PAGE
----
According to the mining company, returning the families to their homes can take years because occupation of certain regions should only occur after dams at alert level three descend to one.
The alert level three is described as imminent risk of rupture while alert level one is just the appearance of anomalies.
This reduction of collapse risk can occur during the de-characterization of the dam, a process that will take between three-to-five years, depending on the case.
"Vale's objective is that all dams and dikes with the upstream elevation method be de-characterized or have an adequate safety factor, in a period of at least three years," the corporation said.
They also explained that the communities located in the self-rescue zone will remain evacuated as long as the alert level of the structure is at two or three.
In September, Vale reported that more than 430 families lived in hotels or houses rented by the company, which is also responsible for maintaining benefits, according to the agreements signed for each place.
In Barão de Cocais, for example, it guarantees emergency payments to people removed from their homes, for amounts that imply a minimum wage per adult, half a minimum wage per teenager and a quarter of the minimum wage per child.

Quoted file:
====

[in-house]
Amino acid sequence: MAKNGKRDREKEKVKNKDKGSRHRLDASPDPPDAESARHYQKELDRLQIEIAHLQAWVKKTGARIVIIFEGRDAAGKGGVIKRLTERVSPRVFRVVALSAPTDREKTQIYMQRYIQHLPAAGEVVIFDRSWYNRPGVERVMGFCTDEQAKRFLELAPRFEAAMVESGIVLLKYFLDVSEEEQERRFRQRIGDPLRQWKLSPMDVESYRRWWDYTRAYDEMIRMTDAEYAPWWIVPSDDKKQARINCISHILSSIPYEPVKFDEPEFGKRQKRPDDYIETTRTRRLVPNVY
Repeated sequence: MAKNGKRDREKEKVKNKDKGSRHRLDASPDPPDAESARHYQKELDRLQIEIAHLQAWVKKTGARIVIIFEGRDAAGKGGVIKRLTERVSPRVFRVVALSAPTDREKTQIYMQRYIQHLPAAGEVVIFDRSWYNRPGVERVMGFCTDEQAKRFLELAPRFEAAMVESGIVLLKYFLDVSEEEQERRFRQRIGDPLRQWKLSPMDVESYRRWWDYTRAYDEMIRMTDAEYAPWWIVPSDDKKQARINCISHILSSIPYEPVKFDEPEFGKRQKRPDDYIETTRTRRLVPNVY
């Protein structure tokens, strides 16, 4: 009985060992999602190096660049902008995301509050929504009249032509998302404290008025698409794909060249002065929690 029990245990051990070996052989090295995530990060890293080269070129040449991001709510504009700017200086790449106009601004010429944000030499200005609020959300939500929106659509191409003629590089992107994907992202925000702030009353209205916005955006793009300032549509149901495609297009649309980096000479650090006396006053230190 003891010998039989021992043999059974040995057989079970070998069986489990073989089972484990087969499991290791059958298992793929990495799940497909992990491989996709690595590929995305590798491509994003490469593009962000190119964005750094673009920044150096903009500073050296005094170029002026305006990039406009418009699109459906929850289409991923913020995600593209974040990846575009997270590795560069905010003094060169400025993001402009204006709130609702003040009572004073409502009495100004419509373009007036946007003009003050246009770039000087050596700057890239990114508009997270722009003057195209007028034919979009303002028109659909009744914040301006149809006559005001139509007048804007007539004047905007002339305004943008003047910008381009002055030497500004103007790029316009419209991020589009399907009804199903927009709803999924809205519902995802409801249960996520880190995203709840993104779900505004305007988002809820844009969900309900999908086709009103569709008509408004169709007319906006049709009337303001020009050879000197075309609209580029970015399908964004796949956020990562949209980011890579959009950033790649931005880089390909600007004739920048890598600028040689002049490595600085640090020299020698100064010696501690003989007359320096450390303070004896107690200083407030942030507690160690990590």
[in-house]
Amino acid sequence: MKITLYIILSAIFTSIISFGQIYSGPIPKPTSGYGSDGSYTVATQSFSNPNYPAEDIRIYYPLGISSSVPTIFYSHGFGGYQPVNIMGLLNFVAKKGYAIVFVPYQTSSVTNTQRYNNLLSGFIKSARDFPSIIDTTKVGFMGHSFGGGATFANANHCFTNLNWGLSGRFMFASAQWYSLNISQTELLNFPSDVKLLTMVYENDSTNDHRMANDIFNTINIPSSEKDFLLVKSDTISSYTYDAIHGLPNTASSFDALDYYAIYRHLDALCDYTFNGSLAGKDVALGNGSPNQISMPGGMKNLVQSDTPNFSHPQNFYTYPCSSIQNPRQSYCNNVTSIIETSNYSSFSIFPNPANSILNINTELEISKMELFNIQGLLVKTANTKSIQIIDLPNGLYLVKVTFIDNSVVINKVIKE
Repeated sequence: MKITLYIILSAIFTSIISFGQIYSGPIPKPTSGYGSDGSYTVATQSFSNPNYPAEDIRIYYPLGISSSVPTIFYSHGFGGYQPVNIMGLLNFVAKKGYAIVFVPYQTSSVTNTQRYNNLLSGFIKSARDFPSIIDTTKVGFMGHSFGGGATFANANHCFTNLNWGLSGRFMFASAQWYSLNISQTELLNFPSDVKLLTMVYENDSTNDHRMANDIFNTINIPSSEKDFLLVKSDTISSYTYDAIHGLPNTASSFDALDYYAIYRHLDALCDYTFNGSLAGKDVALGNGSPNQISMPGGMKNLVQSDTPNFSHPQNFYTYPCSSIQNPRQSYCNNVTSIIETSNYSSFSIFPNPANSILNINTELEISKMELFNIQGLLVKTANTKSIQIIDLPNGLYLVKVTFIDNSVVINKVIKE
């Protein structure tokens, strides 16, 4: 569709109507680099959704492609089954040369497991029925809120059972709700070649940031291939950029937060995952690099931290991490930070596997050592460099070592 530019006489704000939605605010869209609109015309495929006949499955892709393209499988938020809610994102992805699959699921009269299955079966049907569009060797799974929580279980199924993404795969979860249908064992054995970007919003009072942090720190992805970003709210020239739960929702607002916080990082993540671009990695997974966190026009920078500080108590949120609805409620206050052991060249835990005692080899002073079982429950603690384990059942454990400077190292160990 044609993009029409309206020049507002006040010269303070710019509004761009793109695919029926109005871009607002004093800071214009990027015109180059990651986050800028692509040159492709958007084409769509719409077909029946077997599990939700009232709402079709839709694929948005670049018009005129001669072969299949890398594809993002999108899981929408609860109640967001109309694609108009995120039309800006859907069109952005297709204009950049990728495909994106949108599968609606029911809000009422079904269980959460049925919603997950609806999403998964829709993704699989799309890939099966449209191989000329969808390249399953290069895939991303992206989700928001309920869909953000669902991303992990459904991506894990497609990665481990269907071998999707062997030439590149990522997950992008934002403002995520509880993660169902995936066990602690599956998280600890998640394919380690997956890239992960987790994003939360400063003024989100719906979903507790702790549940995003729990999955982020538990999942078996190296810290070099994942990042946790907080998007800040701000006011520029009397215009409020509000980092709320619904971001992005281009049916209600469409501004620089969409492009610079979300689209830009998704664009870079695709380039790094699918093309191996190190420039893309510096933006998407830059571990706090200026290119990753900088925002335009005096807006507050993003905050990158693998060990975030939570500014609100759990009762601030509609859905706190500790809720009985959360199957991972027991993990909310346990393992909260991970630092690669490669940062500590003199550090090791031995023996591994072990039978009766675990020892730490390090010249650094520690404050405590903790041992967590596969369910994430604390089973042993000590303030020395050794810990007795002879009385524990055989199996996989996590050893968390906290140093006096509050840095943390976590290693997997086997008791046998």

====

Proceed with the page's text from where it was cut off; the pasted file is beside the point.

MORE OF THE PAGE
These loans are initially insured for one year and cannot be deducted from the individual indemnities that will be calculated in the future.
The mining company Vale is linked to two incidents related to the upstream lifting method, both in the state of Minas Gerais.
In 2015, nineteen people were killed by the collapse of a warehouse in the municipality of Mariana, and in January of this year, a new rupture caused the death of more than 250 people, this time in the municipality of Brumadinho.
Four days after the second tragedy, Vale, the world's largest producer and exporter of iron, promised to de-characterize nine dams using the upstream lifting method, including four that are at alert level three.
On the other hand, the mining company promised to expand the use of dry processing, which does not involve the use of water and, therefore, does not use dams.